October saw the first decline in the American Institute of Architect’s (AIA) Architecture Billings Index (ABI) after 20 months of consecutive growth, and as predicted, the downward trend in scores continued into the month of November. The monthly report released by the professional organization reported a score of 46.6 for November, down from 47.7 the previous month—any score below 50 indicates a decline in firm billings. The scores, aggregated from responding firms, signify a drop in both current and incoming work. The score for new contracts dropped from 48.6 last month to 46.9 in November.
In addition to reporting a nationwide score, each month the AIA’s report is broken down regionally. In September the Northeast reached its highest pace of growth in recent years, but for November it saw the largest decline of all four regions with a low score of 42.4, down from 50.3 in October. The only region to report an increase in billings, albeit a small one, was the South coming in at 50.5, only a slight dip from the previous month’s 50.6. The West and Midwest also both reported a decrease in billings with scores of 45.8 and 47.6, respectively.
Despite strong gains in the earlier half of the year, firms specializing in institutional projects reported a decline in the month of November. In October the sector’s score was 47.7, which has dropped quite substantially to 54.3. Residential and commercial/industrial sectors had already seen a dip in billings in recent months, and the trend continued with scores of 44.2 and 46.1.
November’s report asked architects to look forward to 2023 and articulate their expectations and concerns for the upcoming year. Responding firms are “largely optimistic” despite the recent decline in billings. 63 percent expect a “good to great” year, while 16 percent predict “a challenging or disastrous” year. Firms with annual billings above $1 million tended to be more optimistic than those reporting less billings.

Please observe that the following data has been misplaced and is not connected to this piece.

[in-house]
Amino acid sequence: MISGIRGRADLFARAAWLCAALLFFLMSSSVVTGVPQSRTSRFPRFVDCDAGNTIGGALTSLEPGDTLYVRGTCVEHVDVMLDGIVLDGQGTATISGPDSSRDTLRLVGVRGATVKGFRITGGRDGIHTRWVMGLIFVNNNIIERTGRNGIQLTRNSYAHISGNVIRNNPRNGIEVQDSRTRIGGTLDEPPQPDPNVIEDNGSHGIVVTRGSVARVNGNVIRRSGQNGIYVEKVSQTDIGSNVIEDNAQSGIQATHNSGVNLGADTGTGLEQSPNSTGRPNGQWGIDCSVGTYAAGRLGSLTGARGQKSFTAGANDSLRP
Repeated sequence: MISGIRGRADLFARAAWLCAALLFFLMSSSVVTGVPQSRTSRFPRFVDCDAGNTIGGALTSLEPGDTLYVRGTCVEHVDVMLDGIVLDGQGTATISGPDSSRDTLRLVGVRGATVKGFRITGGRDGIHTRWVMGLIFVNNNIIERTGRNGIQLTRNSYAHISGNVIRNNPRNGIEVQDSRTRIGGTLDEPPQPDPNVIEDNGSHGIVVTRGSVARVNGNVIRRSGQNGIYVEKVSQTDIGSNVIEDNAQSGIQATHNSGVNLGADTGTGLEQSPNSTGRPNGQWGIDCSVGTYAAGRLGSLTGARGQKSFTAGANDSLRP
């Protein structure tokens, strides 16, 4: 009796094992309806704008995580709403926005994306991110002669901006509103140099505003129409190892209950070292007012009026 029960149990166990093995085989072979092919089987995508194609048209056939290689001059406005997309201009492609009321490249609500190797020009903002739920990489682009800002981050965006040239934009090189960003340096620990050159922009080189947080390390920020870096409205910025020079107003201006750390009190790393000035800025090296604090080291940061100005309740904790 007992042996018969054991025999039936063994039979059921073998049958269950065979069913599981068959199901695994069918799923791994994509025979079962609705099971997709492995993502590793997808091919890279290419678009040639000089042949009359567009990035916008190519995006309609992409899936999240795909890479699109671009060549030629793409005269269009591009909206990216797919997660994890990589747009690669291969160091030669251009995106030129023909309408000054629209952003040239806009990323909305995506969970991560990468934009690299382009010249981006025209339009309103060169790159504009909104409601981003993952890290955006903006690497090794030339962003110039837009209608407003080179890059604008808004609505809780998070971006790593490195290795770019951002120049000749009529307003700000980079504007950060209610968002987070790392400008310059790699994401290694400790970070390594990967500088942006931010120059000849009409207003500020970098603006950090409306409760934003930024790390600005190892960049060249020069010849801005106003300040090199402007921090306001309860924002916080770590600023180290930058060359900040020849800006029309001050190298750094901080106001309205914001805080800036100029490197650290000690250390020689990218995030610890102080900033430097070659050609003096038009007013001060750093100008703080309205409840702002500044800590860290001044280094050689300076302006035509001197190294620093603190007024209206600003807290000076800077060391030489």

As for concerns, the issues that plagued the industry in 2022—construction and material pricing and increasing profitability—remain at the top for the upcoming year, as well. Other concerns for architects are related to staffing, such as filling positions, retaining current staff, and maintaining competitive pay. And as the workforce continues to emerge out of the pandemic-era world of remote work, more than 60 percent of respondent firms shared that employees continuing to work remotely is “not at all” a concern.
The ABI report also referenced the most recent edition of the Federal Reserve’s Beige Book, released late last month, suggesting that the economy-wide rising inflation, higher interest rates, and tightened credit standards will continue to impact building and construction.
With one month left in the year that saw some very high highs, it is more than likely that December will report a billings decline as well, leaving us to hope the year ahead sees an upward trend.